him to appear on such a day etc., and let the sheriff then be there to hear his judgment  as to this, that he did not attach the same B. as he was ordered. Let the enrolment  be in this form with respect to all the other returns of the sheriff mentioned above.  The form of the writ which follows such an enrolment is this.
Writ for attaching, in several ways, sicut alias or pluries, where the sheriff has been negligent.
 The king to the sheriff, greeting. We order you, as at another time we ordered you,  to put A. by gage and safe pledges to be present on such a day etc. (as above) to  answer such a one with respect to such a personal plea, (or in another way: We order  you, as at another time we ordered you, to distrain such one by his lands and chattels  in your bailiwick to be before our justices on such a day to answer B. with respect to  such a personal plea, or such other, according to the form of the original writ) as to  which you have sent word to our aforesaid justices at such a place that our writ for  attaching the aforesaid B. came to you so late that you were unable to execute our  order, [though] it was alleged there that you received it in good time and at such an  hour that you could have carried out that order. (Or thus: that you received it in full  county court where the aforesaid B. was present etc., as above.) And you are to be  there to hear your judgment as to this, that you did not attach the aforesaid B. to  be present at such a day as you were ordered. And have there the names of the pledges  and this writ. Witness etc. If on that day he does not make the attachment or excuse1  himself he will remain in mercy.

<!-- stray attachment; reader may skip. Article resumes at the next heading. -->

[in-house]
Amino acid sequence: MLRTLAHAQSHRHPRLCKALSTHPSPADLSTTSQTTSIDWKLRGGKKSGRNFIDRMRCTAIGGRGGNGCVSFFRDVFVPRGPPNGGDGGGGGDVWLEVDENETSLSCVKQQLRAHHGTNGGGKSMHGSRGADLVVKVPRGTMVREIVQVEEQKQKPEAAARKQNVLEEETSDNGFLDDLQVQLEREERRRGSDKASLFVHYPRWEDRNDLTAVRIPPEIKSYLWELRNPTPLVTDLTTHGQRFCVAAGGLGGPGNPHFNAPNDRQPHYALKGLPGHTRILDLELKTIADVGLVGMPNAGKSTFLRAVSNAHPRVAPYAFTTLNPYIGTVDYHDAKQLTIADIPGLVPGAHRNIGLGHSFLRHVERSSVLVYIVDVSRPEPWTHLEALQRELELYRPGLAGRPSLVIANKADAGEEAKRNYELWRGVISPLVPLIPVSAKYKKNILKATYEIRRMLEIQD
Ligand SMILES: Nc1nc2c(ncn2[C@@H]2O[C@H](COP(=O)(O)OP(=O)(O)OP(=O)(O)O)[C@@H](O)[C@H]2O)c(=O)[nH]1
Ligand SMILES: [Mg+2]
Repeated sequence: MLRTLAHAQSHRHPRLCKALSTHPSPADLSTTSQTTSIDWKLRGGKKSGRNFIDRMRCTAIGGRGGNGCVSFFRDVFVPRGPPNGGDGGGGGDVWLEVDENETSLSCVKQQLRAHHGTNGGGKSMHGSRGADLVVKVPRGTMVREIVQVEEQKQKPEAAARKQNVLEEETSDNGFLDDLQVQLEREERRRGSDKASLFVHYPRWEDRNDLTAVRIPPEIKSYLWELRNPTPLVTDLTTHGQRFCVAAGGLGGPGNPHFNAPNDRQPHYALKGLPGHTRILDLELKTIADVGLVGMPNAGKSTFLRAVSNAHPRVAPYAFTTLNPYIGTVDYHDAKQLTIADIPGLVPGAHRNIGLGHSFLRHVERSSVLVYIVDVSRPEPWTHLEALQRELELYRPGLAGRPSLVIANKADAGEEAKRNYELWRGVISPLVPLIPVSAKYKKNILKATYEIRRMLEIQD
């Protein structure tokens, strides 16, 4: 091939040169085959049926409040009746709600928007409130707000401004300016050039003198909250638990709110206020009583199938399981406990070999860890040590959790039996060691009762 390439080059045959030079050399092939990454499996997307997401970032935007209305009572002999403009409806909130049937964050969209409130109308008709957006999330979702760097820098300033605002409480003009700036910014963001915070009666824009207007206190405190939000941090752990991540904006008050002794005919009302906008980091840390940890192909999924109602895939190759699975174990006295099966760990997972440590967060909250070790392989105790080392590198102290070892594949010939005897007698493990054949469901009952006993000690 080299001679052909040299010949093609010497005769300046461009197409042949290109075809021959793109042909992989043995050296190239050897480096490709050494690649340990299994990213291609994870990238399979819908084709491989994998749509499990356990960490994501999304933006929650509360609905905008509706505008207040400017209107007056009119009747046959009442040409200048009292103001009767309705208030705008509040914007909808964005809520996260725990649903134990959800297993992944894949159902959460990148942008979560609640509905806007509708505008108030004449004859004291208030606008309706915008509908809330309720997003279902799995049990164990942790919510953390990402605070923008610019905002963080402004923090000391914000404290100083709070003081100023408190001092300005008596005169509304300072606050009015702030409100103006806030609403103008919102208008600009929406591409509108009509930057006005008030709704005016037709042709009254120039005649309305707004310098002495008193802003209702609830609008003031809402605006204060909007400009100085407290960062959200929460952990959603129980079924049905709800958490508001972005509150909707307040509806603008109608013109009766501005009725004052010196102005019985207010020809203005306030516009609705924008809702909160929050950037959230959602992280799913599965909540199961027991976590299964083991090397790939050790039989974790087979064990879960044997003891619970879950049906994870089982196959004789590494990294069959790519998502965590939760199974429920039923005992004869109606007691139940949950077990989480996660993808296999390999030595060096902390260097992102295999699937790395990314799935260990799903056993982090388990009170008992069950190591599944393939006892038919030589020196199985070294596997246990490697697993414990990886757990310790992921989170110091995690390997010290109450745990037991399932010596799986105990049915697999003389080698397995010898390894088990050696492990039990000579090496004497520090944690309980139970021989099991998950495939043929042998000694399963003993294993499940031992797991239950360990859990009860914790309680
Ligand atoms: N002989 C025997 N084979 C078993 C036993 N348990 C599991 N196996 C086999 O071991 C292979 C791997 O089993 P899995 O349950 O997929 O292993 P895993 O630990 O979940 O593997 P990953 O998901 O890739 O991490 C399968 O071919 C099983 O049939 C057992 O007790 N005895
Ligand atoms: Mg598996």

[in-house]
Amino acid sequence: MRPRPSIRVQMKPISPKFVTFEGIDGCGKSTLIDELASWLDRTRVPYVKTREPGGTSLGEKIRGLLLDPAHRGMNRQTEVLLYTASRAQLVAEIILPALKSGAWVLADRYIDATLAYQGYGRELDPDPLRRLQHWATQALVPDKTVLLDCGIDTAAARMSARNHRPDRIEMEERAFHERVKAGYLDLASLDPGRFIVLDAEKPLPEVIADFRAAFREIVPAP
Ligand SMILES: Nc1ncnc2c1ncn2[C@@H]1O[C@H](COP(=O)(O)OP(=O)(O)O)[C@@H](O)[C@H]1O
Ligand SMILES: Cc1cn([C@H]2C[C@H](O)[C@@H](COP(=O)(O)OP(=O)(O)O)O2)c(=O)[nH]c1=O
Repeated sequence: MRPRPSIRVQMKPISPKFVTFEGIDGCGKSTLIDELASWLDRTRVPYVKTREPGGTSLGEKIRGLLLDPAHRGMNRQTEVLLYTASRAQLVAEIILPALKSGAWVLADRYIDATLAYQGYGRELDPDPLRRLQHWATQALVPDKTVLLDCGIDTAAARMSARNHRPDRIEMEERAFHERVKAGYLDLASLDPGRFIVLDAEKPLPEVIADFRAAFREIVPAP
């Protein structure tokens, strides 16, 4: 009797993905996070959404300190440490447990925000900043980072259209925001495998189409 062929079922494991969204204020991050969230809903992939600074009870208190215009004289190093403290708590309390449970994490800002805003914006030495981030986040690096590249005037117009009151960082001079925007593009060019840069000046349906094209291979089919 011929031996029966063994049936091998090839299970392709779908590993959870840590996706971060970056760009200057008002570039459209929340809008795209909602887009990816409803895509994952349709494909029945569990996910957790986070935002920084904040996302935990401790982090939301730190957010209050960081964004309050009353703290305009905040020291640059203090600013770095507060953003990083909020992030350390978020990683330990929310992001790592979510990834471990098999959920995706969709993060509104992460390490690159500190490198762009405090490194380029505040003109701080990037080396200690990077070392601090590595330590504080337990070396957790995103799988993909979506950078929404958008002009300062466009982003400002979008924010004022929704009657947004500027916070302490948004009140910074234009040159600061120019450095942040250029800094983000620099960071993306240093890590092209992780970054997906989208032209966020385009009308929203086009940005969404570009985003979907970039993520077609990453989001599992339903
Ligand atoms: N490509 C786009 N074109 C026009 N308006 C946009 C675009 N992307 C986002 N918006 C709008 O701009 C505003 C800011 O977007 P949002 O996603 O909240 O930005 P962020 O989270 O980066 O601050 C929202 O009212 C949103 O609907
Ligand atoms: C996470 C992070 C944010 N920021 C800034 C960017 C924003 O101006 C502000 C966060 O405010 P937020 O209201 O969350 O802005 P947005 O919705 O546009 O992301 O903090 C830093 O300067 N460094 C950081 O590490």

The sheriff is often excused because of lack of power, because3 he cannot enter liberties  without a warrant except on the default of those who have the liberties and the  returns of writs.4 Hence if the sheriff is ordered to attach such a one, resident within  such liberties, since he may not enter let him make returns of writs by the bailiffs of the  aforesaid liberty, and let him order them to execute the order of the lord king. The  bailiffs then either execute the order or do nothing. If they execute it completely the  sheriff will thereby be discharged. If they do nothing, it suffices to excuse the sheriff  if he sends word to the justices that the bailiffs were ordered to do it. In that case,  when the bailiffs have done nothing, the sheriff will be ordered, because of their  default, not to omit on account of such a liberty from attaching such a one to be etc.  Thus the sheriff, when he has a warrant, may enter liberties, which otherwise would  not be allowed him. Let the enrolment be as follows: